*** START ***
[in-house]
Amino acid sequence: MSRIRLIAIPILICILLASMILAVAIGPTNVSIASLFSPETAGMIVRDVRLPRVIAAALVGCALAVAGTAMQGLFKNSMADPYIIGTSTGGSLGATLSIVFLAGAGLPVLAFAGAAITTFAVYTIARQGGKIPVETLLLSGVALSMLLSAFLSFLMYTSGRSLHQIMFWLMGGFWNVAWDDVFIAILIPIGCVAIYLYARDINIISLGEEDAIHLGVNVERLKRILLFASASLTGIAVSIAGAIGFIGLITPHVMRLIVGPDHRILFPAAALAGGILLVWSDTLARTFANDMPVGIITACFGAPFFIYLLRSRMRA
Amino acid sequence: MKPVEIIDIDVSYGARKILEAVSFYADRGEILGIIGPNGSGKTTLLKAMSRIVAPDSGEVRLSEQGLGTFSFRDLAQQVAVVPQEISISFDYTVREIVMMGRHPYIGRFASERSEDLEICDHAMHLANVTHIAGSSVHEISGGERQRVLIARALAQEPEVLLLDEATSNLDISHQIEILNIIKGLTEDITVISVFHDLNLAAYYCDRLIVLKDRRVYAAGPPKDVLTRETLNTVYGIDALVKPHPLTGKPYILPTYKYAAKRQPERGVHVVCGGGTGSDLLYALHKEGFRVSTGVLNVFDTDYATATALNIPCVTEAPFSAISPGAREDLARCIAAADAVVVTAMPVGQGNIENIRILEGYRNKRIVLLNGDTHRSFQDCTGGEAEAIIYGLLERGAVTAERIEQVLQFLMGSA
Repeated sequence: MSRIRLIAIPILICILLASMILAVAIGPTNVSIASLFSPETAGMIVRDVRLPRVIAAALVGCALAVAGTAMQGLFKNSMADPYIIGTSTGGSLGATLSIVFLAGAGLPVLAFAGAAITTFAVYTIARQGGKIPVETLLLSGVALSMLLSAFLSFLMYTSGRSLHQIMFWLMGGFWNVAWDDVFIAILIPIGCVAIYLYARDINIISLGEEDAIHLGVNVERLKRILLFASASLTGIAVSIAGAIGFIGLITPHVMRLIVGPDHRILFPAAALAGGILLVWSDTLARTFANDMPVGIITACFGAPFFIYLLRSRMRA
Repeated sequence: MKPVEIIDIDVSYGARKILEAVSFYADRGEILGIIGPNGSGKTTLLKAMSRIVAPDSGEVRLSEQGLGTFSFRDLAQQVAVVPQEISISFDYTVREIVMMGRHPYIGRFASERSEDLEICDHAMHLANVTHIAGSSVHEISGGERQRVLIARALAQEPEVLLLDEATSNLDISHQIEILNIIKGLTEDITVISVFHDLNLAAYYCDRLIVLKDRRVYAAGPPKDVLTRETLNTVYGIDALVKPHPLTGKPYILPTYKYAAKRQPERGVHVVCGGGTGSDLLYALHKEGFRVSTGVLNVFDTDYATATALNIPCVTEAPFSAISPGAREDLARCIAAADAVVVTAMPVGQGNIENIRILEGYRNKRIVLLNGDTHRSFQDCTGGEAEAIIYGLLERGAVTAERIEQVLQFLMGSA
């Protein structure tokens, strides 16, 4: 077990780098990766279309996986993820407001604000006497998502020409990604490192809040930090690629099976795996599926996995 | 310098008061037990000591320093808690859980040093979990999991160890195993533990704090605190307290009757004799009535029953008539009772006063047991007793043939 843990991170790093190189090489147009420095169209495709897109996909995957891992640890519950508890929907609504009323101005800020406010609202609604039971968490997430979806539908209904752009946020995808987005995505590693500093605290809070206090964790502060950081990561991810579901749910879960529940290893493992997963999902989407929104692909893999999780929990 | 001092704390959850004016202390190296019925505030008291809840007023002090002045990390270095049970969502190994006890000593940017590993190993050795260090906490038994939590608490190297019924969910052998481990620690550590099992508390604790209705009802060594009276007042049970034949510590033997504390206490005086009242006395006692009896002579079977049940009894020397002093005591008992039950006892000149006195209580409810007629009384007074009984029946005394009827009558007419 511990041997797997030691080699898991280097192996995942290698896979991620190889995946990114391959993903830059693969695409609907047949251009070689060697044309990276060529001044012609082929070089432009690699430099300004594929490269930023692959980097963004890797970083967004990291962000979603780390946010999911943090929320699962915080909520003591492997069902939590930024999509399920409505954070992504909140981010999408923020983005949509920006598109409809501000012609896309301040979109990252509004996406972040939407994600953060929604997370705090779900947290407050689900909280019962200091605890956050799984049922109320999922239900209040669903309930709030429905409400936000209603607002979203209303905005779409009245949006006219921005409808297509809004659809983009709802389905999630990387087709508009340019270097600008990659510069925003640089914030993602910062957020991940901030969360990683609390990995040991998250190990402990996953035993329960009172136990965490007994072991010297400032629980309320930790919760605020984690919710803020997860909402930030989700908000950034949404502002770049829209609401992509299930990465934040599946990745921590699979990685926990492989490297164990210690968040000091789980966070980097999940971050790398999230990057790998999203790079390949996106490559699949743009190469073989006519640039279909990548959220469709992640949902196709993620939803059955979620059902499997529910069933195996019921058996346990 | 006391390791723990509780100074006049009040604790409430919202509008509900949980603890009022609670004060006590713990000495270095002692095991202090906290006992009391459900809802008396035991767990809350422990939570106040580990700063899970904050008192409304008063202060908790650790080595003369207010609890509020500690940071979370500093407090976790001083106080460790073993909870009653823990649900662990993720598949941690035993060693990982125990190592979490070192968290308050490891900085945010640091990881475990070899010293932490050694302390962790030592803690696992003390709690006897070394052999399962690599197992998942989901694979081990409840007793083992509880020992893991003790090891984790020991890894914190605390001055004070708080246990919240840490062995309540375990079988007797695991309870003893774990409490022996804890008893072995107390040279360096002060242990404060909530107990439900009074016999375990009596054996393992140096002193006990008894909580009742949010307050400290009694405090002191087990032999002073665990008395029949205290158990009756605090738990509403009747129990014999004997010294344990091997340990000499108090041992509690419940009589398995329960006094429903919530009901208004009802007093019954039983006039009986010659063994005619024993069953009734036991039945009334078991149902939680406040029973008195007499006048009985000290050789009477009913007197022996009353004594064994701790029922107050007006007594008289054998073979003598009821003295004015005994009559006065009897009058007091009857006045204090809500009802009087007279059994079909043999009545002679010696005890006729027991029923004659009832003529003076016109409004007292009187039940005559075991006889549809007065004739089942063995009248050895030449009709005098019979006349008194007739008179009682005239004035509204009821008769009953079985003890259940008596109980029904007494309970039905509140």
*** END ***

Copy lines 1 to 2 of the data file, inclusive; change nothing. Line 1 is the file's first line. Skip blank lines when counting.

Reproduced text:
[in-house]
Amino acid sequence: MSRIRLIAIPILICILLASMILAVAIGPTNVSIASLFSPETAGMIVRDVRLPRVIAAALVGCALAVAGTAMQGLFKNSMADPYIIGTSTGGSLGATLSIVFLAGAGLPVLAFAGAAITTFAVYTIARQGGKIPVETLLLSGVALSMLLSAFLSFLMYTSGRSLHQIMFWLMGGFWNVAWDDVFIAILIPIGCVAIYLYARDINIISLGEEDAIHLGVNVERLKRILLFASASLTGIAVSIAGAIGFIGLITPHVMRLIVGPDHRILFPAAALAGGILLVWSDTLARTFANDMPVGIITACFGAPFFIYLLRSRMRA